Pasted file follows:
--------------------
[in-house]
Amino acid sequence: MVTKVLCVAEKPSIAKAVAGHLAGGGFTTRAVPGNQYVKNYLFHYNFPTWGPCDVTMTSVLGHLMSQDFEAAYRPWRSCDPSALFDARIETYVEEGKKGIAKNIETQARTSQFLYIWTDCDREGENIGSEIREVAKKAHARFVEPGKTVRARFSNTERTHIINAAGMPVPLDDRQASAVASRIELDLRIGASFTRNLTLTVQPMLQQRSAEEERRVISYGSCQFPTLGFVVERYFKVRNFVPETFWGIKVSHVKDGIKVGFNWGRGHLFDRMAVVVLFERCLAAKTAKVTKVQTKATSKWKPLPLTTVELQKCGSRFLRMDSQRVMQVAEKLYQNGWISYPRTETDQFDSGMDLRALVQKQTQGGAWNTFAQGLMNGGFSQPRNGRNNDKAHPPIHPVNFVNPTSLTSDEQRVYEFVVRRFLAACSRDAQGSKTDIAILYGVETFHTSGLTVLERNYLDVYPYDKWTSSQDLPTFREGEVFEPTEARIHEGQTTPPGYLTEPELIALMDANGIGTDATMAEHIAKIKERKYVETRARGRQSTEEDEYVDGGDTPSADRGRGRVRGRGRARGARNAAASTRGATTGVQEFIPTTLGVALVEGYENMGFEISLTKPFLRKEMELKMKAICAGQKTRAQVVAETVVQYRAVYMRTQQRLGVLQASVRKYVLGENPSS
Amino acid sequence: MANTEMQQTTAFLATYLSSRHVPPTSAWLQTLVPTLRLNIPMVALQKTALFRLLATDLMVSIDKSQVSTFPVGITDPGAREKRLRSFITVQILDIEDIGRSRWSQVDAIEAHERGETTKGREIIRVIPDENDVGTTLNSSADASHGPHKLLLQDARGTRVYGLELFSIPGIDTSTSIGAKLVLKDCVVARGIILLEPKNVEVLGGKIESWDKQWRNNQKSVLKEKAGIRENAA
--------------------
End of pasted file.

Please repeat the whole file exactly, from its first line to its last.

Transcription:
[in-house]
Amino acid sequence: MVTKVLCVAEKPSIAKAVAGHLAGGGFTTRAVPGNQYVKNYLFHYNFPTWGPCDVTMTSVLGHLMSQDFEAAYRPWRSCDPSALFDARIETYVEEGKKGIAKNIETQARTSQFLYIWTDCDREGENIGSEIREVAKKAHARFVEPGKTVRARFSNTERTHIINAAGMPVPLDDRQASAVASRIELDLRIGASFTRNLTLTVQPMLQQRSAEEERRVISYGSCQFPTLGFVVERYFKVRNFVPETFWGIKVSHVKDGIKVGFNWGRGHLFDRMAVVVLFERCLAAKTAKVTKVQTKATSKWKPLPLTTVELQKCGSRFLRMDSQRVMQVAEKLYQNGWISYPRTETDQFDSGMDLRALVQKQTQGGAWNTFAQGLMNGGFSQPRNGRNNDKAHPPIHPVNFVNPTSLTSDEQRVYEFVVRRFLAACSRDAQGSKTDIAILYGVETFHTSGLTVLERNYLDVYPYDKWTSSQDLPTFREGEVFEPTEARIHEGQTTPPGYLTEPELIALMDANGIGTDATMAEHIAKIKERKYVETRARGRQSTEEDEYVDGGDTPSADRGRGRVRGRGRARGARNAAASTRGATTGVQEFIPTTLGVALVEGYENMGFEISLTKPFLRKEMELKMKAICAGQKTRAQVVAETVVQYRAVYMRTQQRLGVLQASVRKYVLGENPSS
Amino acid sequence: MANTEMQQTTAFLATYLSSRHVPPTSAWLQTLVPTLRLNIPMVALQKTALFRLLATDLMVSIDKSQVSTFPVGITDPGAREKRLRSFITVQILDIEDIGRSRWSQVDAIEAHERGETTKGREIIRVIPDENDVGTTLNSSADASHGPHKLLLQDARGTRVYGLELFSIPGIDTSTSIGAKLVLKDCVVARGIILLEPKNVEVLGGKIESWDKQWRNNQKSVLKEKAGIRENAA